I have been on vacation. No gardens. No professional camera. It was wild – which is where I learn the best lessons for gardening.
If you have never been to yellowstone National Park, put it on your bucket list. I’d recommend going camping there if you can! Sure there are lots of people there during the summer season, but there are grizzly bears too, so it is easy (and only a bit risky) to go on trails where most folks don’t go.
The geothermal features draw the most visitors, with 25% of the world’s geysers in the park, but in late summer the wildflowers are at their peak.
As you hike away from the crowds it is a bit eerie to see steam rising across the valleys and through the woods, but the further you go the more you notice the habitats and plant communities.
To get to Yellowstone we had no choice (darn…) but to drive through The Grand Tetons where I made the first of many panorama photos.
I am using a Canon G11 camera that shoots RAW format and by stitching together multiple exposures I get very good optical effects without the curving lines that a single shot wide angle lens would give. The photo of the Grand Teton mountains was 3 frames. The photo of the Yellowstone River flowing through the Grand Canyon of the Yellowstone was 10 frames: 5 across the top and 5 across the bottom.
Enough of rocks, mountains, and hardscapes – this is a gardening blog; let me share wildflower pictures – the landscapes.
Before I ever took a professional garden photo, I was a landscape photographer who loved to study ecosystems and native plants. Nature taught me a lot about gardening, about how plants live together, about companion plants, about habitats, and the intrinsic beauty of wildflowers. Now that I have been a garden photographer for very nearly 30 years, I find gardens have taught me a lot about how to photograph the wild.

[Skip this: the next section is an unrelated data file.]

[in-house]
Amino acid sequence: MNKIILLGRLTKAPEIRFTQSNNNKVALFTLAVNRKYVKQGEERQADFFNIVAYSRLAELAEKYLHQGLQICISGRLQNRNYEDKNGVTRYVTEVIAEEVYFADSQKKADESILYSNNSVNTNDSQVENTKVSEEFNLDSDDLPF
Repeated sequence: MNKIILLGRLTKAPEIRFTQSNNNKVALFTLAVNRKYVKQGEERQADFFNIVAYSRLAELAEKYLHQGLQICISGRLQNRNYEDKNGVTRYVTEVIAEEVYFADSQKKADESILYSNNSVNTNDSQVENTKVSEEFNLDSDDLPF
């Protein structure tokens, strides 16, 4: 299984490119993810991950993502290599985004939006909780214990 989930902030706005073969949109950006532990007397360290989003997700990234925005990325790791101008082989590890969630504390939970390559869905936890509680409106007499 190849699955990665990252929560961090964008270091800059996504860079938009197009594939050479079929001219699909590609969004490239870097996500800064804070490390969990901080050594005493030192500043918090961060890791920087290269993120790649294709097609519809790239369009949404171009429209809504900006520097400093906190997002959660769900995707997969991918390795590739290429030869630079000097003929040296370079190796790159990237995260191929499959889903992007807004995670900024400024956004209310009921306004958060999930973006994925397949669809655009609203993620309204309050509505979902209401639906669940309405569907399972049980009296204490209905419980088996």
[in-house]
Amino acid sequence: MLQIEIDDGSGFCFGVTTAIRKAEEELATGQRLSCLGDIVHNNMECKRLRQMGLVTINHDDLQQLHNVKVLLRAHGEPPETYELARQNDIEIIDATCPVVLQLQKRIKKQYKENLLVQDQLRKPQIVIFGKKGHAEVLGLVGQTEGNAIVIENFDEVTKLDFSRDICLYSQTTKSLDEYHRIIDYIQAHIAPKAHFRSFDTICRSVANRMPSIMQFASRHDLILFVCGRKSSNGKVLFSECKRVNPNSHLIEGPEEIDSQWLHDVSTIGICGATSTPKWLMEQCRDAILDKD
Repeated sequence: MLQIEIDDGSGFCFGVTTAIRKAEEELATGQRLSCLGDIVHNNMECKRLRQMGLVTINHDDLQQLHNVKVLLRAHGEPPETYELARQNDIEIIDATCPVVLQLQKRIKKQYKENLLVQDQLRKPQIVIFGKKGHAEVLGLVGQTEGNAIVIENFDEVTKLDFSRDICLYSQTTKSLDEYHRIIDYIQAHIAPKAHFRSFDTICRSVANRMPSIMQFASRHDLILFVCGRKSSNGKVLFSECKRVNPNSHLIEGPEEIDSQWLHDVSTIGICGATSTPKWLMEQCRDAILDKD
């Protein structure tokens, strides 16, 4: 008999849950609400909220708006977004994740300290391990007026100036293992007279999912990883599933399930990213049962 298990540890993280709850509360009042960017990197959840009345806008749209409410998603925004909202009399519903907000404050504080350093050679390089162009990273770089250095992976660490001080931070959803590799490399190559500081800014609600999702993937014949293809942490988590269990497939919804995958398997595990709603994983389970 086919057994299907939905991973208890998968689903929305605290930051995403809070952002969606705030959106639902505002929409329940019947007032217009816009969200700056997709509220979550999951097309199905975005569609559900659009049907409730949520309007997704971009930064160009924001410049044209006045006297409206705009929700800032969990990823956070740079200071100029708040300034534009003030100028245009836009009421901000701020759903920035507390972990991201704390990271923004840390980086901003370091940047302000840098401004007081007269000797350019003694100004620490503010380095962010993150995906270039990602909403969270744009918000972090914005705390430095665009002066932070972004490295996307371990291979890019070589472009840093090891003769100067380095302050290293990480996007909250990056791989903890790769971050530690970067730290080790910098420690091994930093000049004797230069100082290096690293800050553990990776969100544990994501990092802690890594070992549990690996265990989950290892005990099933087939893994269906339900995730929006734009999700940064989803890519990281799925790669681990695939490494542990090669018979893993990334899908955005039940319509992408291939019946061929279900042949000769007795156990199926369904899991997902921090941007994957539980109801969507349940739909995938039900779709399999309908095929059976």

I am keenly interested in showing plant relationships and scale. I really don’t care about macro close-ups, I want to see how the plants and flowers relate to the landscape. My garden work has taught me that the most informative photos tell a story of plants organized by the gardener. Now when I am in nature, I habitually look for “organized” compositions. I see nature’s garden much easier than ever before.
I wish I knew this low shrubby wildflower but finding it in a gravel scree, it showed itself to me as if next to a garden path – a garden photographer’s habit.
When I began this walk into the back country of Yellowstone I really did not expect to see so many wild flowers. Ignorant me. Late summer in the mountains is always the peak of the wildflower season.
I wish I had brought along some sort of wildflower guide. Not knowing the real name of these beauties makes the photos almost unusable for publishing, but I sure had fun.
After Yellowstone we went into Montana to the The Upper Missouri River Breaks National Monument for a canoe trip down the river following the trail of Lewis & Clark.
Not so many wildflowers here but this meadow lover was captivated by the prairie.
Does this not look like a fine native lawn, edged with a perennial border under trees ?
Here the same native grass in a photo from my book, The AmericanMeadow Garden:
I may have been on vacation, but I was really looking to refresh my eye, and get ready for more garden photography.
ahhh… gardening gone wild…